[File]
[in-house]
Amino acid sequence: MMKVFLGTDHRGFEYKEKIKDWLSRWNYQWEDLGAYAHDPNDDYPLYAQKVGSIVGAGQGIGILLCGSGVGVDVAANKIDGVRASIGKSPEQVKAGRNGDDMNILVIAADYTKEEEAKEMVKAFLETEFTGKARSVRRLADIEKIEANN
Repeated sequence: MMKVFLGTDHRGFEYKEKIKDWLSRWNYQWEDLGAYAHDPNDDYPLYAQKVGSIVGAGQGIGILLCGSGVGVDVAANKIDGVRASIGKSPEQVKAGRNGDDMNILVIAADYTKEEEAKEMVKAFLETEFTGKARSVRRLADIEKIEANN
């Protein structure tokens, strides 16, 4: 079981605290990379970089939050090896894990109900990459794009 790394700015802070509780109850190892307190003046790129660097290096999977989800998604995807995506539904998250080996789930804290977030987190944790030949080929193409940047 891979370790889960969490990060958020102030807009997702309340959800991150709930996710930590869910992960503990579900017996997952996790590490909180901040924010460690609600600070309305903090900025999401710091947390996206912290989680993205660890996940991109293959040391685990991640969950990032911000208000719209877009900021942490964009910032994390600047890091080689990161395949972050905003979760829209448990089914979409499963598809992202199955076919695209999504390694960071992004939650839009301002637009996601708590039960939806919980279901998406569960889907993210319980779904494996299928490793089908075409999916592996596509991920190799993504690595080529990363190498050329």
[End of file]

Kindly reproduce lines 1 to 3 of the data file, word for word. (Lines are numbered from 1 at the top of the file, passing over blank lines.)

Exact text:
[in-house]
Amino acid sequence: MMKVFLGTDHRGFEYKEKIKDWLSRWNYQWEDLGAYAHDPNDDYPLYAQKVGSIVGAGQGIGILLCGSGVGVDVAANKIDGVRASIGKSPEQVKAGRNGDDMNILVIAADYTKEEEAKEMVKAFLETEFTGKARSVRRLADIEKIEANN
Repeated sequence: MMKVFLGTDHRGFEYKEKIKDWLSRWNYQWEDLGAYAHDPNDDYPLYAQKVGSIVGAGQGIGILLCGSGVGVDVAANKIDGVRASIGKSPEQVKAGRNGDDMNILVIAADYTKEEEAKEMVKAFLETEFTGKARSVRRLADIEKIEANN